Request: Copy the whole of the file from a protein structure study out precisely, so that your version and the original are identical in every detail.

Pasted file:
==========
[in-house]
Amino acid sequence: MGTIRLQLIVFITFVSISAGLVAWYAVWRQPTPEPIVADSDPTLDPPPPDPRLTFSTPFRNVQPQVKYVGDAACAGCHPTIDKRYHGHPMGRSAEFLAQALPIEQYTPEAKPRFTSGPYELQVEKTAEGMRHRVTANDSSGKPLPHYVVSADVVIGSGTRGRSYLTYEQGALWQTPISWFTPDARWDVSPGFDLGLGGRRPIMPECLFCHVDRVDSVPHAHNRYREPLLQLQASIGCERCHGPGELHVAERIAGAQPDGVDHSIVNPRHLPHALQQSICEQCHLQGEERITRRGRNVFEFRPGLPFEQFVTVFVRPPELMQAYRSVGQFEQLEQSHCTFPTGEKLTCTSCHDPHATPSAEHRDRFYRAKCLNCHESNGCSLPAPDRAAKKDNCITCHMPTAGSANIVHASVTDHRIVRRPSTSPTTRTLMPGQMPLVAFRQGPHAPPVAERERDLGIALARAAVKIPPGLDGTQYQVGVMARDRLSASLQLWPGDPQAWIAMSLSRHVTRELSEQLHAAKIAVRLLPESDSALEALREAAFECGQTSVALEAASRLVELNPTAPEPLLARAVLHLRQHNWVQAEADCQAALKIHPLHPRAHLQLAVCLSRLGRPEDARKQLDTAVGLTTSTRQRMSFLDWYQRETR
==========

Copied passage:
[in-house]
Amino acid sequence: MGTIRLQLIVFITFVSISAGLVAWYAVWRQPTPEPIVADSDPTLDPPPPDPRLTFSTPFRNVQPQVKYVGDAACAGCHPTIDKRYHGHPMGRSAEFLAQALPIEQYTPEAKPRFTSGPYELQVEKTAEGMRHRVTANDSSGKPLPHYVVSADVVIGSGTRGRSYLTYEQGALWQTPISWFTPDARWDVSPGFDLGLGGRRPIMPECLFCHVDRVDSVPHAHNRYREPLLQLQASIGCERCHGPGELHVAERIAGAQPDGVDHSIVNPRHLPHALQQSICEQCHLQGEERITRRGRNVFEFRPGLPFEQFVTVFVRPPELMQAYRSVGQFEQLEQSHCTFPTGEKLTCTSCHDPHATPSAEHRDRFYRAKCLNCHESNGCSLPAPDRAAKKDNCITCHMPTAGSANIVHASVTDHRIVRRPSTSPTTRTLMPGQMPLVAFRQGPHAPPVAERERDLGIALARAAVKIPPGLDGTQYQVGVMARDRLSASLQLWPGDPQAWIAMSLSRHVTRELSEQLHAAKIAVRLLPESDSALEALREAAFECGQTSVALEAASRLVELNPTAPEPLLARAVLHLRQHNWVQAEADCQAALKIHPLHPRAHLQLAVCLSRLGRPEDARKQLDTAVGLTTSTRQRMSFLDWYQRETR